ATP 8000TT 2500+ hours GIV PIC Time
« Last Edit: July 06, 2009, 10:33:17 AM by Extra300 » Logged
inigo88
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« Reply #6 on: July 06, 2009, 04:28:08 AM »

Quote
When it was all said and done I did question myself a bit and the decision to continue on but after considering everything I think it was the best thing to do under the circumstances.

You've convinced me beyond a reasonable doubt that it was (not that you had any obligation to). Hypothetically, I feel like a complete tool for armchair quarterbacking a very tough decision you made, in what sounds like an extremely thoughtful and prudent manner given the information you had available to you.

I will freely admit that with my limited experience flying small GA I wasn't able to anticipate the undue hazards returning to ABQ would have caused: High Density Altitude -> High Vref (I had no idea it was 160 kts) + Questionably damaged landing gear + degraded climb performance on a go around... well that sounds like the classic "chain of events" prelude to an NTSB accident report.

I really apologize for the critical manner of my initial post. It was written with the San Diego F/A-18 accident - resulting in the dead family and the unscathed pilot - fresh in my mind, but blinded me from seeing the "bigger picture" of other factors that needed to be considered. For what it's worth, your response was more educational than any ASRS report ever could have been and seems like it belongs in an installment of "I learned about flying from that." On the one hand I am incredibly embarrassed for calling you out on an anonymous internet forum on a non-eventful incident. On the other hand, I am incredibly grateful that your explanation exposed an ignorance in my understanding of ADM and that returning to land is not always the safer option (over max landing weight with no ability to dump fuel, high density altitude + possibly unreliable landing gear). While it's very unlikely I'll run into being over max landing weight flying light GA aircraft in the near future, the possibility for degraded go around performance due to density altitude is even more prevalent. Your whole story is one that I will try and seriously take to heart long into the future as a shining example of why not to over-simplify ADM.

Thank you, very much, for taking the time to write that. I am both humbled by and grateful for it. While I will work on keeping my smartass opinions to myself about the actions of those senior to me, any amount of public humiliation on my part was worth it if anyone else has the opportunity to learn as much from your recount of the events as I did. Thanks again, and hypothetically, it sounds like you guys did an outstanding job. Smiley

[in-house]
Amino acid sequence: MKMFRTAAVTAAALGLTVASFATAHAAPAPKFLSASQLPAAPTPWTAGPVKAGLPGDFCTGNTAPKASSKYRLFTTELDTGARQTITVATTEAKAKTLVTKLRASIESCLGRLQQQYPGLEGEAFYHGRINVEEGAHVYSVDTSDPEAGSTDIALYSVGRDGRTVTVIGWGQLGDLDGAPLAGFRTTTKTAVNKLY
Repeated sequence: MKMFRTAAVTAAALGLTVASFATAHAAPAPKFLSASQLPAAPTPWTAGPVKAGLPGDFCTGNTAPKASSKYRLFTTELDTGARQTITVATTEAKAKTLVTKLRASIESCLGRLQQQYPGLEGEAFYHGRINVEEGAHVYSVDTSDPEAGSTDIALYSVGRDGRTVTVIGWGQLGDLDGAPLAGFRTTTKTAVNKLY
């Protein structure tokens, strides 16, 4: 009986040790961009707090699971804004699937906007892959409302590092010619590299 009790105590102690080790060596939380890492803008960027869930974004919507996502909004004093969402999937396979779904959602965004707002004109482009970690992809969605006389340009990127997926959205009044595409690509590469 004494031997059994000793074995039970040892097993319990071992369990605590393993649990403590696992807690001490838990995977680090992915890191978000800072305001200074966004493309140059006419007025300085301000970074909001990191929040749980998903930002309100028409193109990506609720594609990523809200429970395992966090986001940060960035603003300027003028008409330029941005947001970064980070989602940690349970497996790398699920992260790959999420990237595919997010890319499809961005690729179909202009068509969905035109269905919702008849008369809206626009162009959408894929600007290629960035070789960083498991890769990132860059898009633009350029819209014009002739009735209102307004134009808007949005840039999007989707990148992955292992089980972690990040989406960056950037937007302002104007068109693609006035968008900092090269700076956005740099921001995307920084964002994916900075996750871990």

Very sincerely,

Inigo
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kea001
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« Reply #7 on: July 06, 2009, 05:28:15 AM »

It might be interesting to note that, despite the characterization presented in the media,  the pilot was absolved of most of the blame in that Miramar incident.

  • it appeared that the jet in question had a known track record of trouble in its left engine for several months.
  • Maintenance was deferred after mechanics detected problems in the fuel flow system, a practice that was allowed at the time under established maintenance rules and procedures.
  • the aircraft had flown 146 times since the problem was identified.


"Squadron officials, however, ordered the pilot to land at MCAS Miramar after a brief discussion, which the investigation deemed "collectively bad decision-making by the duty officer, by the operations officer and by the squadron's commanding officer." The pilot also failed to consult his emergency procedures checklist during the emergency, as well as unnecessarily lengthening his approach to Miramar by making a 270-degree left turn after bypassing North Island, rather than a shorter 90-degree right turn. Specifically, the report criticized Neubauer for not questioning the order to divert to Miramar more forcefully, which he had briefly questioned. The squadron operations officials had underestimated the urgency of the situation, and placed undue emphasis on returning the pilot to his home field, having in mind the pilot's familiarity with that base, the longer runway, and better repair resources."

"Despite criticism, Neubauer was returned to a probationary flight status and allowed to resume training in late April 2009, in a decision made by Lieutenant General George J. Trautman, III, the Deputy Commandant for Aviation."

http://en.wikipedia.org/wiki/2008_San_Diego_F/A-18_crash
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Extra300
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« Reply #8 on: July 06, 2009, 10:15:49 AM »

Inigo,

Thank you very much for your reply.
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jonnevin
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« Reply #9 on: July 06, 2009, 06:22:36 PM »

Extra300, that was a great explanation. Job well done.
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otto_pilot
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« Reply #10 on: July 06, 2009, 10:00:26 PM »

Extra...well great job. Good decision making!  grin